A few pheasants scratch around the orchard most days looking for apples in the area under the trees where the deer have tromped the snow down in their own hunt for apples and browsing on the tree branches.
Feeling somewhat sorry for the pheasants, we bought some wildlife corn at Burnett Dairy (a mixture of shelled corn, stalk pieces and broken kernels probably derived from screening corn for storage). It was $7.50 per 50 lb sack, and I figured if I spread a little each day very thinly over a large area, it wouldn't attract deer and might help the pheasants get through a very cold and snowy (2-3 feet here) winter.
This morning there were 10 pheasants out there scratching around by daybreak. They hung around until I went out of the house to feed my regular birds, and then they flew to the east, disappearing down over the hillside where I assumed they must have gone in the big cattail swamp. But did they? Where do they hang out when they aren't in our orchard, and do they stay as a flock? I spread another ice-cream pail of shelled corn for them--but the blue jays and Fluffy the fawn seem to insist on getting their share and are not so wary as the pheasants so hog it for themselves.
After getting the house cleaned and helping with some baking for Sunday when my brothers and sister-in-laws are coming over to help celebrate sis-in-law Sheila's 2nd day of Medicare (today is her first--her birthday is not until next week--and of course I would never tell how old she is, but Medicare and SS start the first of the month for folks reaching a certain age), I put on the cross country skis and headed in the direction I last saw the pheasants.
Heading out through the orchard, I first noticed there were no pheasant tracks walking into the northernmost row of trees where they first show up. Must fly in and land there. Pheasants are heavy enough to leave clear tracks in the fluffy snow, so you can easily track them now.
The skiing was very difficult--snow depths varies from 2-3 feet with drifts higher, and no crust, so I sank down deeply into it. Realizing I forgot my cell phone, so I couldn't dial 9-1-1 for a heart attack, I took it easy, stopping to take photos often. No tracks on the lower hillside nor on the edge of the swamp, where I assumed they were seeking cover.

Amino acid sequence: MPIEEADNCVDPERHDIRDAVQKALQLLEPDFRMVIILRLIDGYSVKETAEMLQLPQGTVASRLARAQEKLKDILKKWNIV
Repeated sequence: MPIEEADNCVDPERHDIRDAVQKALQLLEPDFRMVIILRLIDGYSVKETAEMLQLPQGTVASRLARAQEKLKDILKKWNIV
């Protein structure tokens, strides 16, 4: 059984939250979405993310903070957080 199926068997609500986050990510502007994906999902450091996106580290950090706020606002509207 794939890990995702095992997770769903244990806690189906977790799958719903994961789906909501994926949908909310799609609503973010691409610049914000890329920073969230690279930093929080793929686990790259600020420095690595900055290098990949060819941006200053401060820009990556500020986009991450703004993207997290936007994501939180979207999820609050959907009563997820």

|Were the pheasants seeking cover in the cattails? Only way to find out is to go look.|
I headed into the cattails from the north end, planning to cross the 1/8 mile swamp looking for tracks. Ten feet into it, I realized the snow was mostly 3 feet deep or deeper with my skis hitting bottom. I turned around and wallowed back out, and made the tour of the west side instead, looking very carefully for any tracks or maybe a live pheasant. Nothing at all. Several cars drove by, slowing down greatly when they saw me, probably wondering if they were seeing an Abominable. I tried to pretend I was gracefully swishing along, making the right pose, pumping my arms and sliding my skis back and forth in place--graceful but going nowhere until they were out of sight.
After skirting the swamp with no sign of pheasants, I headed west up across the corn field behind the barn and made my tour into the house from the southwest side. When I came into the yard, took off my skis and came in the house, Margo said "you just chased up the pheasants again--they flew off to the east." My guess--they are in the swamp across the road, further north or maybe over on Gullickson's corn stubble or maybe in the swamp north of me. This area is part of the pothole country, with every low spot a swamp, many not drained, and many hills and spots in the fields that can't be farmed and provide cover for wildlife.
|Deer trail from the creek coming to the farmyard|
|Every farm has a bone-yard out behind the barn where the old machinery goes to die. Nearly buried in the snow is Brother Ev's 1968 Rambler American that was injured at Hwy 87 and 70 and drug itself here before expiring.|
|Two single row corn planters have box elders growing through the frame. A cattle watering tank waits for Margo's herd of bull calves to be back in use.|
|The old wood grain drill slowly rots away while the corn wagon adds gravity to the scene.|